Thoroughly Modern Millie

Thoroughly Modern Millie takes us on a journey through the Roaring Twenties – a decade characterised by its cultural edge and economic prosperity. From the small town of Kansas, Millie Dillmount sets off on an adventure to find herself a job and marry her rich employer. Although an easy plan in theory, Millie struggles with choosing between wealth and love.

Overall UMMTA’s revitalisation of the musical brought many laughs and much joy to the audience. Millie Dillmount (Grace Haslinghouse) showed she was a triple threat with tremendous acting, singing and dancing skills which could see her tap her way to many more lead roles. Her love interest, Jimmy (Tom Kantor), had perfect comic timing throughout the show and sang and acted brilliantly, making the audience fall in love with him too. Miss Dorothy (Rafaela Cleeve Gerkens) had audience members hypnotised by her innocence as well as her controlled and incredibly ranged vocals, which provided a softer layer to the raspy jazz numbers. Mr. Trevor Graydon (Simon Wright) was an absolute standout. His phenomenal voice and control in “The Speed Test” is to be applauded and I would not be surprised if he ‘sped’ his way to our big stages.

Mrs. Meers is a complex character to play and Niamh O’Keefe is to be congratulated on an incredible effort. An audience favorite, O’Keefe held an Asian accent and used character hooks and facial expressions to her advantage in showcasing her evil intent. Her partners Ching Ho (Tom Lew) and Bun Foo (David Vien) had great acting ability, and the effort dedicated to singing in another language is to be admired. Muzzy Van Hossmere (Helena Duniec) embraced her inner Bessie Smith and delivered a solid performance with good control of her dynamics. Miss Flannery (Sarah Brown)’s use of a consistent accented voice and exaggerated dancing added up to a strong character knowledge and a strong performance, complemented by her bright teal blue hair!

The choreography throughout the show is to be highly commended. Choreographer Keshia Contini understood the varied abilities of her cast and used this knowledge to perfection when taking the audience back to the 1920s. Director Spencer Hadlow had great artistic vision, which formed a tight show.

Another highlight of the show was the music. The band was cohesive in playing such a fast-paced musical show and its volume was perfect in accompanying and not overpowering the action on stage. I must draw attention to the musical director Taylen Furness whose enthusiasm throughout the entire show was a standout. During the final number, I sneaked a look at the television where Furness could be seen by the performers and saw him dancing, singing and acting. He was actually quite good and I thought he should have made an appearance on stage.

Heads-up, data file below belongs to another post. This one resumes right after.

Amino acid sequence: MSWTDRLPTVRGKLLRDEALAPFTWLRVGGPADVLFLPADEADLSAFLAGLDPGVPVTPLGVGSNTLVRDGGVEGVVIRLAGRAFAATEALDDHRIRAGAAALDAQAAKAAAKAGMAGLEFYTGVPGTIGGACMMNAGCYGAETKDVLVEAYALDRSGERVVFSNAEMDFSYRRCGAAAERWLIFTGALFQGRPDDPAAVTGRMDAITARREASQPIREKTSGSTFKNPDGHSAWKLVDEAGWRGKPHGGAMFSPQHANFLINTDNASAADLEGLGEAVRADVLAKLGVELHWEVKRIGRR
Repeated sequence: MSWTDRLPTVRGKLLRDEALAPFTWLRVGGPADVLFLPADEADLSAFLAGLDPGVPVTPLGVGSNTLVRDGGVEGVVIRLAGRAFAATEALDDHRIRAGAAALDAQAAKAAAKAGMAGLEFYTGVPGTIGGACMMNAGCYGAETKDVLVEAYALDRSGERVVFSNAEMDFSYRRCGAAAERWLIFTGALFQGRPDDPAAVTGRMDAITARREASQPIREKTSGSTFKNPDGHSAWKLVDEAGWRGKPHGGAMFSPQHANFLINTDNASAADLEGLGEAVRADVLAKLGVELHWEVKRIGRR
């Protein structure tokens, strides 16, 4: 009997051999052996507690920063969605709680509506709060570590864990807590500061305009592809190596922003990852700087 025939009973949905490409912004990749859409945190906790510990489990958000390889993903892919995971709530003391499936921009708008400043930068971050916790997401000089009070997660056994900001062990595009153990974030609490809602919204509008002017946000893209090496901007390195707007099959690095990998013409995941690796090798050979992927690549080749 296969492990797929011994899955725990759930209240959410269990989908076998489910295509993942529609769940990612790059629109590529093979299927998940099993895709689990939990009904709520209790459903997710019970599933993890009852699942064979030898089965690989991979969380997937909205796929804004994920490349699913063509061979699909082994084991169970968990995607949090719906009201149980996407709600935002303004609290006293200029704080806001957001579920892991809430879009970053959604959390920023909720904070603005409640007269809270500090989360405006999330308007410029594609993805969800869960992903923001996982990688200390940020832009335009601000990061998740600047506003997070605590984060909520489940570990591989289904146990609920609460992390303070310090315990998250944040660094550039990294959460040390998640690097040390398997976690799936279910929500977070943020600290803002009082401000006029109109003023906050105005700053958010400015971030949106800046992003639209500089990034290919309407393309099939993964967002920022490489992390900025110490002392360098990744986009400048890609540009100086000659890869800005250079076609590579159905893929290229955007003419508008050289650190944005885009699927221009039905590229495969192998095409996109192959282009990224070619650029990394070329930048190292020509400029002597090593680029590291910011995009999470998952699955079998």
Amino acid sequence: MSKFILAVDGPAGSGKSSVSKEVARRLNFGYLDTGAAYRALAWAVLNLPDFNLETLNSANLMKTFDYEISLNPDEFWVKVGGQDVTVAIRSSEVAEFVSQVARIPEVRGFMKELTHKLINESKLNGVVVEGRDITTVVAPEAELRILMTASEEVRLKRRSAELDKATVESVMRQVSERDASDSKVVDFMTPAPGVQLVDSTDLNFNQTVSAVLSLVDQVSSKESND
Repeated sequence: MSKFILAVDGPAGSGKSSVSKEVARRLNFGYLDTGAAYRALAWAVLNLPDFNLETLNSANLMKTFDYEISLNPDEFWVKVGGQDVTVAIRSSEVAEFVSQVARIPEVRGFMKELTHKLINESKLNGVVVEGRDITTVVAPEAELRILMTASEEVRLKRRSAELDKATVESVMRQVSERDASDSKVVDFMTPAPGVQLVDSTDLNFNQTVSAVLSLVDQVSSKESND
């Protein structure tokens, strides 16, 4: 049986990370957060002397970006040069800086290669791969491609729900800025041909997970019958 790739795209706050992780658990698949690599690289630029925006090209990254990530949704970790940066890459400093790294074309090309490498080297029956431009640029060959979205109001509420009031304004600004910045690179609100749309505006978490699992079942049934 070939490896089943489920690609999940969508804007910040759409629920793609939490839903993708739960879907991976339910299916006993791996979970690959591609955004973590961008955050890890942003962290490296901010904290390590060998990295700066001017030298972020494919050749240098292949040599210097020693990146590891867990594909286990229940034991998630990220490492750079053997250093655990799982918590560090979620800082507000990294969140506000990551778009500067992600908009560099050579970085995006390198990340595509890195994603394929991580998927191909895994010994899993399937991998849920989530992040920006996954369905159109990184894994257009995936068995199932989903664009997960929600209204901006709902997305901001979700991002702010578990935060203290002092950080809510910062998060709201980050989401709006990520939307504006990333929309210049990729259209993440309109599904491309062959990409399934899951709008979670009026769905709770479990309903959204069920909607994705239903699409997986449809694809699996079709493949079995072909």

All in all, UMMTA and the cast of Thoroughly Modern Millie have done a great job in delivering a tough musical. The entire cast stayed in character, sang well and danced with great passion. Most of all, each and every one of them looked like they “thoroughly” enjoyed taking part in the production, and I “thoroughly” enjoyed watching it.

Mikaela Farrugia

Thoroughly Modern Millie is playing in the Union Theatre, Union House, the University of Melbourne from 8-16 May. Tickets can be purchased here.

One thought on “Thoroughly Modern Millie

  1. I agree with the assessment of much of the acting in Thoroughly Modern Millie, clearly UMMTA put up a very talented cast.

    However aren’t the themes of the show a little antiquated (somewhat ironically at odds with the title of the piece). I think that it would not be too much to say that Mrs Mears is basically a racist stereotype. The character is an American actress disguised as a Chinese boarding house mistress complete with ‘yellow-face’ (admittedly the stereotypical white facepaint and makeup seen in Chinese theatre) and an “L and R” confused accent. The Chinese is portrayed as the other who is “destroying American society” (seen in the distress shown at “White Slavery”) by abducting their young women. Is this divisive representation really appropriate in a modern society that prides itself on pluralism? Would we be as accepting if the character were in blackface?

    Credit where credit is due, Ching Ho and Dorothy do end up falling in love (which is quite easy in the world of the musicial).

    Not to mention that the horror of abducting young women to be sold into the sex trade is never truly addressed in the play (apart Mrs Mears joking “Enjoy the long nights in Hong Kong!”). Indeed one is left wondering what happened to the first abductee shown in the performance.

    I realise that these are arguably issues with the text of the work. But why should this make a difference to the assessment of the performance? An active choice was made to perform the values contained within the text. Even if UMMTA does not agree with the values within one cannot disagree with a performance’s values but wave off a performance as a value free zone and a “bit of good fun”. It smacks of the school bully telling you how much of a loser one is and then dismissing it by saying “Just kidding!”

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